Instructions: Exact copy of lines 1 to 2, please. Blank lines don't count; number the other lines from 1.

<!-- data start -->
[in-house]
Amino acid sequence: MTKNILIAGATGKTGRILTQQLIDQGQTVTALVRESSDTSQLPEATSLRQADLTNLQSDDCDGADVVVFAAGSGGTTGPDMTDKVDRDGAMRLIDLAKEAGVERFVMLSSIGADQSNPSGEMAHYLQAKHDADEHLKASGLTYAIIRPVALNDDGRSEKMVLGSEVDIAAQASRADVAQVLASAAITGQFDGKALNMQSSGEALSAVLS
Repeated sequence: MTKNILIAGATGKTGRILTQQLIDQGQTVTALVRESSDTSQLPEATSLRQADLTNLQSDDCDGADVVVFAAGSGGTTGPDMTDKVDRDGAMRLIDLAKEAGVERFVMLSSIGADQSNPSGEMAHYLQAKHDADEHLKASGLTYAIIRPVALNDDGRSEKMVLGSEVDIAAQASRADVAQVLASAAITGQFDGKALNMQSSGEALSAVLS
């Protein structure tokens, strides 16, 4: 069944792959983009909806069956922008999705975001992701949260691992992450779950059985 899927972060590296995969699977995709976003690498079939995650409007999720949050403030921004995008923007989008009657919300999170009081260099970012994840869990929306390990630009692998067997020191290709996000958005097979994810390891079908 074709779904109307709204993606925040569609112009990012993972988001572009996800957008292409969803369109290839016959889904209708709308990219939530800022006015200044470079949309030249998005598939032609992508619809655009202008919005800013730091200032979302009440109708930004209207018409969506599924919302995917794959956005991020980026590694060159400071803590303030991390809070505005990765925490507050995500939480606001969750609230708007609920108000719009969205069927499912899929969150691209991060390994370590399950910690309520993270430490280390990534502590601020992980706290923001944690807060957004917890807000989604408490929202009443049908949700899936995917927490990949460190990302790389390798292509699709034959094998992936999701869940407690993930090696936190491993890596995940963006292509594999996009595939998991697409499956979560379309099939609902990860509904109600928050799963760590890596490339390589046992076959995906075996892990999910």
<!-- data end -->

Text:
[in-house]
Amino acid sequence: MTKNILIAGATGKTGRILTQQLIDQGQTVTALVRESSDTSQLPEATSLRQADLTNLQSDDCDGADVVVFAAGSGGTTGPDMTDKVDRDGAMRLIDLAKEAGVERFVMLSSIGADQSNPSGEMAHYLQAKHDADEHLKASGLTYAIIRPVALNDDGRSEKMVLGSEVDIAAQASRADVAQVLASAAITGQFDGKALNMQSSGEALSAVLS